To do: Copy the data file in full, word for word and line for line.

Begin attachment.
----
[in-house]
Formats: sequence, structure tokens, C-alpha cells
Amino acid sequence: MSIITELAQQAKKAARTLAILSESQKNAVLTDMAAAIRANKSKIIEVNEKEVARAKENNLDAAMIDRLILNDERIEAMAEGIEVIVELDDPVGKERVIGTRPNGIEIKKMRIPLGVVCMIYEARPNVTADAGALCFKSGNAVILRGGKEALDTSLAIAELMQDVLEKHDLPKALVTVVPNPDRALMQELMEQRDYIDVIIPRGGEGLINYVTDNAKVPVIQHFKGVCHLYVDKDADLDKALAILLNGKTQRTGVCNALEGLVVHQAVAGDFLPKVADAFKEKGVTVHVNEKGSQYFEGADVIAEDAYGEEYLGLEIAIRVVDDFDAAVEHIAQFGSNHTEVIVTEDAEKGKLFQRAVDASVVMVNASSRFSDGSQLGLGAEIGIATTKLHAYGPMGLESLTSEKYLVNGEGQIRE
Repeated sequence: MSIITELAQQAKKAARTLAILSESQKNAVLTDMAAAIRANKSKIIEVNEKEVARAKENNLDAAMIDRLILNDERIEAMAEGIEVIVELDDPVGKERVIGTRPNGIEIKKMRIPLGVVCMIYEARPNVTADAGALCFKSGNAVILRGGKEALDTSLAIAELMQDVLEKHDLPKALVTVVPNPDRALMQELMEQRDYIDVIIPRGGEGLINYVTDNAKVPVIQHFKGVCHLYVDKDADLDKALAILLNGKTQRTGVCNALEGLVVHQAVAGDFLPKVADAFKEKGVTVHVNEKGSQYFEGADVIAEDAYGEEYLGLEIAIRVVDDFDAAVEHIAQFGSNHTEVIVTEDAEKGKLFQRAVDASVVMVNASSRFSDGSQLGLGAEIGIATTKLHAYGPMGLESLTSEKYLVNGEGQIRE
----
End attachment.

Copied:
[in-house]
Formats: sequence, structure tokens, C-alpha cells
Amino acid sequence: MSIITELAQQAKKAARTLAILSESQKNAVLTDMAAAIRANKSKIIEVNEKEVARAKENNLDAAMIDRLILNDERIEAMAEGIEVIVELDDPVGKERVIGTRPNGIEIKKMRIPLGVVCMIYEARPNVTADAGALCFKSGNAVILRGGKEALDTSLAIAELMQDVLEKHDLPKALVTVVPNPDRALMQELMEQRDYIDVIIPRGGEGLINYVTDNAKVPVIQHFKGVCHLYVDKDADLDKALAILLNGKTQRTGVCNALEGLVVHQAVAGDFLPKVADAFKEKGVTVHVNEKGSQYFEGADVIAEDAYGEEYLGLEIAIRVVDDFDAAVEHIAQFGSNHTEVIVTEDAEKGKLFQRAVDASVVMVNASSRFSDGSQLGLGAEIGIATTKLHAYGPMGLESLTSEKYLVNGEGQIRE
Repeated sequence: MSIITELAQQAKKAARTLAILSESQKNAVLTDMAAAIRANKSKIIEVNEKEVARAKENNLDAAMIDRLILNDERIEAMAEGIEVIVELDDPVGKERVIGTRPNGIEIKKMRIPLGVVCMIYEARPNVTADAGALCFKSGNAVILRGGKEALDTSLAIAELMQDVLEKHDLPKALVTVVPNPDRALMQELMEQRDYIDVIIPRGGEGLINYVTDNAKVPVIQHFKGVCHLYVDKDADLDKALAILLNGKTQRTGVCNALEGLVVHQAVAGDFLPKVADAFKEKGVTVHVNEKGSQYFEGADVIAEDAYGEEYLGLEIAIRVVDDFDAAVEHIAQFGSNHTEVIVTEDAEKGKLFQRAVDASVVMVNASSRFSDGSQLGLGAEIGIATTKLHAYGPMGLESLTSEKYLVNGEGQIRE